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  12. From wikipedia ” …. his voyages led to the first lasting European contact with the Americas, inaugurating a period of European exploration, conquest, and colonization that lasted for several centuries. They had, therefore, an enormous impact in the historical development of the modern Western world.”

    That’s why there was a Columbus Day holiday.

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  13. I know, wikipedia is a lame source. But in this case I think his prominence in our short-hand history books was summed up succinctly. Columbus represented the realization that there was more to the world than originally thought (even though he was basically lost and clueless) and opened the way for the European connection to & development of what was a “new world.”

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  14. Roscuro- So the Canandian history books make no mention of Viking settlements in one of the eastern provinces (I think it was New Brunswick)?

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  15. On my FB today:
    Kevin:Happy “Guy Who Discovered America After John Cabot Did” Day.

    Bob: Happy “Guy Who Got Here 500 Years After Leif Ericson” Day!

    Sam: Happy “Guy who discovered Hispaniola and not Continental North America for the Europeans south of Scandanavia” Day

    Chuck: Happy “Guy who must have been using Mapquest because he was shooting for India but got the Caribbean instead”.

    Kevin: Me (to wife, while driving around looking for our destination): “Colombus didn’t stop and ask for directions, and neither will I !!!”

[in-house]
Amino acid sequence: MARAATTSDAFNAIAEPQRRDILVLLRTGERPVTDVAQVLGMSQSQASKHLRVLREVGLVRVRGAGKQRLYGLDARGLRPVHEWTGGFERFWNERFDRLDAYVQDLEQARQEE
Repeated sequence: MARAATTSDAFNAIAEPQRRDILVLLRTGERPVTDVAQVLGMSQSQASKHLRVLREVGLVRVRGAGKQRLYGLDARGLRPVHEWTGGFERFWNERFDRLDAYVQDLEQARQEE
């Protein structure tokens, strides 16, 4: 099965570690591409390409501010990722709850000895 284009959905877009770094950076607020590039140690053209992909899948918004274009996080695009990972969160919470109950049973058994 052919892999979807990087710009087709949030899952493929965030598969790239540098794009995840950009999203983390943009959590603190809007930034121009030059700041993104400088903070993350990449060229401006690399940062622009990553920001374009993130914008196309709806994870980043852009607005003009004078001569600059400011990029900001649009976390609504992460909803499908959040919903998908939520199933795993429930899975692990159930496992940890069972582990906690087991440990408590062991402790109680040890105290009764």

Wife (to me): “Columbus landed in Haiti and thought it was India.”

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  16. Thank you, Phos, and a Happy Thanksgiving to you and yours as well!

    Turkey is roasting, stuffing is slow-cooking, daughter about to make the pistachio salad, cranberry sauce has been made, our guests are bringing a green salad (they insisted). 🙂

    Still need to make punch, dish up pickles, peel, cook & mash the potatoes, cook the yams and make the traditional yams with marshmallows on top (it’s not turkey dinner with those and the pistachio salad). And prep the corn and green beans.

    Husband made apple pie yesterday – so right now I’m sitting pretty.

    Did I mention I haven’t met our guests? I’m a little concerned as neither my husband nor I are great conversationalists. Hopefully they will enjoy telling us about Transylvanian Romania.

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  17. It is a Morton salt week. Still pouring troubles. After church Sunday husband went to emergency room with swollen arm. He has cellulitis. We have been at Emory since yesterday since he was admitted. They are trying to find mess to cover the infection. Also my phone died as far as making calls and having Internet access. Not good considering the medical emergencies. So I have been phone shopping this morning and doing basic care for Bosley. My pastor just stopped by and my husband’s pastor stopped by while I was out. Husband did not expect to get admitted so of course he is stressed over tax clients extension needs. Again, prayers appreciated. Feeling empathy for Linda! Prayers for quick recovery.